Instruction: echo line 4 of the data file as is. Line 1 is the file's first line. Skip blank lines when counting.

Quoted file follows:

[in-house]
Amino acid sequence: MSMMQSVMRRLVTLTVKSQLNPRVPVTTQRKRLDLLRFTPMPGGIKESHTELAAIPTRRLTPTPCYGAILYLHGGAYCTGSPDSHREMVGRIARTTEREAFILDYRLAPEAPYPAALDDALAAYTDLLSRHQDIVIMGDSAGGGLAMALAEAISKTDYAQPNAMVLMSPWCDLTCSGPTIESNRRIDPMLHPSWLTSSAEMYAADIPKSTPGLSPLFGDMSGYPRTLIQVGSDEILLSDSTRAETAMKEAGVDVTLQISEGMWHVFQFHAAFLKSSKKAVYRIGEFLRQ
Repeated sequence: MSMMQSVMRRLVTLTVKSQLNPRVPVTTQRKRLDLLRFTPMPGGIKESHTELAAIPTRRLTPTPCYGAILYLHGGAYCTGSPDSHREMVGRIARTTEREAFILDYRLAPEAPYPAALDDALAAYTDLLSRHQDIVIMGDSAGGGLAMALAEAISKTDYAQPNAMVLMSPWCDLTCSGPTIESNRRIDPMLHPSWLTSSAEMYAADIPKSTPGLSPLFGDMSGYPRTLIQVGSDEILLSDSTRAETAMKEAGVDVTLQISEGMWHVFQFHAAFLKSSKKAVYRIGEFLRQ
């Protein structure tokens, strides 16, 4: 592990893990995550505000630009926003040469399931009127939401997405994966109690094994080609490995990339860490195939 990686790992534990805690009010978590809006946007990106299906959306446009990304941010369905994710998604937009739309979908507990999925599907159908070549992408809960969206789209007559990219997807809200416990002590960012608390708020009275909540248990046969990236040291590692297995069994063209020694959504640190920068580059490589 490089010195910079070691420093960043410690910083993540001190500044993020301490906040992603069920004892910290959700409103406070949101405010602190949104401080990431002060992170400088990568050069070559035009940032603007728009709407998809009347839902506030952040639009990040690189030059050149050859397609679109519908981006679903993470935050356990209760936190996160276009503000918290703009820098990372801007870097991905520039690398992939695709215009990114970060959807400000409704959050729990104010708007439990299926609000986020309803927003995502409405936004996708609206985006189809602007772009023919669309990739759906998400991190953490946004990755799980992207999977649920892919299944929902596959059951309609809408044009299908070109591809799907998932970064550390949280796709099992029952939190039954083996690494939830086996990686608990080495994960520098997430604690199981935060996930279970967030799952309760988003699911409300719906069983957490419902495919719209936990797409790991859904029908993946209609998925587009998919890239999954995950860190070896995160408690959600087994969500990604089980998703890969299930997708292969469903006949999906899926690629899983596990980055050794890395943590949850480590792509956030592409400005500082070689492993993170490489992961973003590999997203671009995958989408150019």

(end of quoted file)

């Protein structure tokens, strides 16, 4: 592990893990995550505000630009926003040469399931009127939401997405994966109690094994080609490995990339860490195939 990686790992534990805690009010978590809006946007990106299906959306446009990304941010369905994710998604937009739309979908507990999925599907159908070549992408809960969206789209007559990219997807809200416990002590960012608390708020009275909540248990046969990236040291590692297995069994063209020694959504640190920068580059490589 490089010195910079070691420093960043410690910083993540001190500044993020301490906040992603069920004892910290959700409103406070949101405010602190949104401080990431002060992170400088990568050069070559035009940032603007728009709407998809009347839902506030952040639009990040690189030059050149050859397609679109519908981006679903993470935050356990209760936190996160276009503000918290703009820098990372801007870097991905520039690398992939695709215009990114970060959807400000409704959050729990104010708007439990299926609000986020309803927003995502409405936004996708609206985006189809602007772009023919669309990739759906998400991190953490946004990755799980992207999977649920892919299944929902596959059951309609809408044009299908070109591809799907998932970064550390949280796709099992029952939190039954083996690494939830086996990686608990080495994960520098997430604690199981935060996930279970967030799952309760988003699911409300719906069983957490419902495919719209936990797409790991859904029908993946209609998925587009998919890239999954995950860190070896995160408690959600087994969500990604089980998703890969299930997708292969469903006949999906899926690629899983596990980055050794890395943590949850480590792509956030592409400005500082070689492993993170490489992961973003590999997203671009995958989408150019």